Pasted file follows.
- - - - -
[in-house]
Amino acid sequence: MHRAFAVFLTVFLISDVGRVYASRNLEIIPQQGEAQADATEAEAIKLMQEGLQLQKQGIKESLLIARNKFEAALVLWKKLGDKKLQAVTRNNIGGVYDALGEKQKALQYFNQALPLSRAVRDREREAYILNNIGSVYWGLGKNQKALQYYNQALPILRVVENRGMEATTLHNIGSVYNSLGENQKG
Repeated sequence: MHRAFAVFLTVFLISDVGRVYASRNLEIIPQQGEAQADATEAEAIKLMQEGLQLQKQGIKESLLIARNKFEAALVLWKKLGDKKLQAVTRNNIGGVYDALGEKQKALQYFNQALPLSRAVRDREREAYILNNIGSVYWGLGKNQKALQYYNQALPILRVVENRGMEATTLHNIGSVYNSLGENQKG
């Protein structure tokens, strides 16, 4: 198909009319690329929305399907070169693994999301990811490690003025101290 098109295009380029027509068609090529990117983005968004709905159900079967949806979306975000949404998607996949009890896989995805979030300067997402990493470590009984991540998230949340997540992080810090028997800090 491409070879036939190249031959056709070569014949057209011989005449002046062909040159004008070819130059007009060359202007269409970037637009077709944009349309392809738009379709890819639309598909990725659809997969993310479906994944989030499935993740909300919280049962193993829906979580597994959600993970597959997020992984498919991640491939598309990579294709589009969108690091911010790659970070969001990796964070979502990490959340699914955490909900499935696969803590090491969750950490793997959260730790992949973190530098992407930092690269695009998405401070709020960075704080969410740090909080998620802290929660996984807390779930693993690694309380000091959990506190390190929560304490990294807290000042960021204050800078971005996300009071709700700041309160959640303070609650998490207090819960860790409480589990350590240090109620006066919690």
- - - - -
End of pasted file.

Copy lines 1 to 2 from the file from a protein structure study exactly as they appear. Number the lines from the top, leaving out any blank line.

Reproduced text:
[in-house]
Amino acid sequence: MHRAFAVFLTVFLISDVGRVYASRNLEIIPQQGEAQADATEAEAIKLMQEGLQLQKQGIKESLLIARNKFEAALVLWKKLGDKKLQAVTRNNIGGVYDALGEKQKALQYFNQALPLSRAVRDREREAYILNNIGSVYWGLGKNQKALQYYNQALPILRVVENRGMEATTLHNIGSVYNSLGENQKG